In 1596 the King sharply rebuked the baillies of Leith for encroaching on the High Constable’s privileges. It appears that the baillies had tried a man named John Shanks, who should have been tried in the Constable’s Court, and had declined to obey a messenger sent by the King himself. His Majesty therefore wrote:—"We command and charge every one of you, and those that shall be for the time in your places, as ye will answer to us upon your obedience and under the penalties that thereafter may follow. That ye nor your successors in any time hereafter hold court to examine or put to trial any person or persons whatsoever for such crimes committed within the four-mile limit, without a licence from our High Constable or his deputies and substitutes. And if any of you hereafter interpose your authority to stop or impede the same, we will see that you be punished for your contempt."

In February, 1601, the Earl of Erroll received a bond of service from Andrew Hering of Little Blair, upon the special consideration of a free remission, "granted to me by Francis, Earl of Erroll, Lord Hay, and High Constable of Scotland, for the slaughter of the late James Hay, son of the late William Hay of Gourdie, committed by me—thereby finding myself for ever obliged to this noble lord’s clemency. Therefore, of my own accord and free will, I have become a servant to the said noble lord and his heirs and successors for all the days of my life. And faithfully promise henceforth to honour, reverence, serve, and obey him and his heirs and successors, whom I acknowledge as my only lord and master. And I will take part with them in all their actions, quarrels, and affairs whatsoever to the utmost of my power against all persons, excepting the King. This bond is dated at Perth, and witnessed by David Hering, fier of Glasclune; James Ogilvie, fier of Cloway; Sir James Stewart of Ballequhain; and Henry Drummond, tutor of Blair.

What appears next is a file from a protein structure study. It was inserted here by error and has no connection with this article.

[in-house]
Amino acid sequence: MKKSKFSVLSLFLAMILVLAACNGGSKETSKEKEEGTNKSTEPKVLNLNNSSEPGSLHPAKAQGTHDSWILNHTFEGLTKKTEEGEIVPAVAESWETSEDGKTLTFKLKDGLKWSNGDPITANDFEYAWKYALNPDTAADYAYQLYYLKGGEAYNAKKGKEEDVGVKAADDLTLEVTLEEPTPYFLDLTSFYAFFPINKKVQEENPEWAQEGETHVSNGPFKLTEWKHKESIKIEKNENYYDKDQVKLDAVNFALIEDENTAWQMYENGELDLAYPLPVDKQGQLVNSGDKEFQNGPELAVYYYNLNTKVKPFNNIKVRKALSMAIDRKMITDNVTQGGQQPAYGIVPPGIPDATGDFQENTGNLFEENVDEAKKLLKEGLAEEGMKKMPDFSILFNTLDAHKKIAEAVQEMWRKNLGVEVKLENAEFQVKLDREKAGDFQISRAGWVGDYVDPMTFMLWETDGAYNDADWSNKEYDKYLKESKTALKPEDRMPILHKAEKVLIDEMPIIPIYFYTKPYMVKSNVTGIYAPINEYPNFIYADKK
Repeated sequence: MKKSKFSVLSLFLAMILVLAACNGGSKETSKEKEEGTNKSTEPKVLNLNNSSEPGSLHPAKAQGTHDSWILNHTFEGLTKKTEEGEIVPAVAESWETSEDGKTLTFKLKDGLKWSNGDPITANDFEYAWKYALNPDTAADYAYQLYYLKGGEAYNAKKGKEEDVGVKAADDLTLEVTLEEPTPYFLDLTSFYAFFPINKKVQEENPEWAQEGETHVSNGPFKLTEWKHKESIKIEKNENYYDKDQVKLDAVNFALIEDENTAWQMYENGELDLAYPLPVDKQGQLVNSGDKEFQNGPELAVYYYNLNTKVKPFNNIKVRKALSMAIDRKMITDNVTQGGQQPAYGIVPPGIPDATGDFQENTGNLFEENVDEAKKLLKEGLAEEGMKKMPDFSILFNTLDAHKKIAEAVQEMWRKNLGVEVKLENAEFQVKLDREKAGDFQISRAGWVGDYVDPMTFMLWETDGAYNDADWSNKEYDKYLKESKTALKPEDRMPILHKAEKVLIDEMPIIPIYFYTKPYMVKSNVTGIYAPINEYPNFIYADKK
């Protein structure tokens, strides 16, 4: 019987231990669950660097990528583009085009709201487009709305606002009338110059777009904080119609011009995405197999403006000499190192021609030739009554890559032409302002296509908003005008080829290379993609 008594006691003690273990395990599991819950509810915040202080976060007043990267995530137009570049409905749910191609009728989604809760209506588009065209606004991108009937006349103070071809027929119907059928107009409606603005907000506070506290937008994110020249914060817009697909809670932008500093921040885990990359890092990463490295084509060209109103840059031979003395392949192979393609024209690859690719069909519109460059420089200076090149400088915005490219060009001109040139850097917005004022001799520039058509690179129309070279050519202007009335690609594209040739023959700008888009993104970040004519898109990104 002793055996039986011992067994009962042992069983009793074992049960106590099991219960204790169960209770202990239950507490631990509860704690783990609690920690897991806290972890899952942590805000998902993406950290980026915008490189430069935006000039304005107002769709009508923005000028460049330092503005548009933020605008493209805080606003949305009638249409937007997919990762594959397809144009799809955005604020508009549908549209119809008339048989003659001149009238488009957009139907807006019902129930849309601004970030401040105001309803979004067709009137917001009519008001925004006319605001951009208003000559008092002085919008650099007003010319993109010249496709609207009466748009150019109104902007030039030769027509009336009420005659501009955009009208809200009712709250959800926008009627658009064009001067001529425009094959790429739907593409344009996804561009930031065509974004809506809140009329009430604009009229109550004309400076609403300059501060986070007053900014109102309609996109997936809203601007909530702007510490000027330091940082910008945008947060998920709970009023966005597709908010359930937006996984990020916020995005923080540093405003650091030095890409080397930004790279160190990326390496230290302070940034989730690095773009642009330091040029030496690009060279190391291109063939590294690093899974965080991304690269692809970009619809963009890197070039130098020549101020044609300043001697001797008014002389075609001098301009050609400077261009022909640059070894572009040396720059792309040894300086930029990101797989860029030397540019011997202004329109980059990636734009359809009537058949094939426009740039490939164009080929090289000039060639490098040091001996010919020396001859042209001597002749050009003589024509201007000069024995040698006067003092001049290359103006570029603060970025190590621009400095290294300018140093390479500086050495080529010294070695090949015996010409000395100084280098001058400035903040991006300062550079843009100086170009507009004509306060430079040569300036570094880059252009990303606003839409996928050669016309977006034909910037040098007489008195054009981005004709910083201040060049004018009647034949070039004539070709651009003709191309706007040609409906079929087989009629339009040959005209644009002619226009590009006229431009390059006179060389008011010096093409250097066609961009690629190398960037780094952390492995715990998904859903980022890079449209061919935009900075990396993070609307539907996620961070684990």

One of the most remarkable of this class of documents is that in which the Clan Donachie came under bond to the Earl of Erroll to be faithful to their chief, Robertson, Laird of Strowan. The bond proceeds thus:—"Forasmuch as we understand the loving favour and regard entertained by a noble and potent Lord, Francis, Earl of Erroll, Lord Hay, and High Constable of Scotland, to Robert Robertson of Strowan, our chief, and his house, whereof we are descended: And being most willing for our part to defend our chief to the utmost of our power: Therefore we bind and oblige ourselves faithfully to the said noble Lord, that we shall by his lordship’s advice concur and assist the Laird of Strowan, and maintain his house and estate as far as possible, under the pain of infamy and defamation." The document is dated at Perth on the 19th of May, 1612, and signed by eight of the leading men of the clan.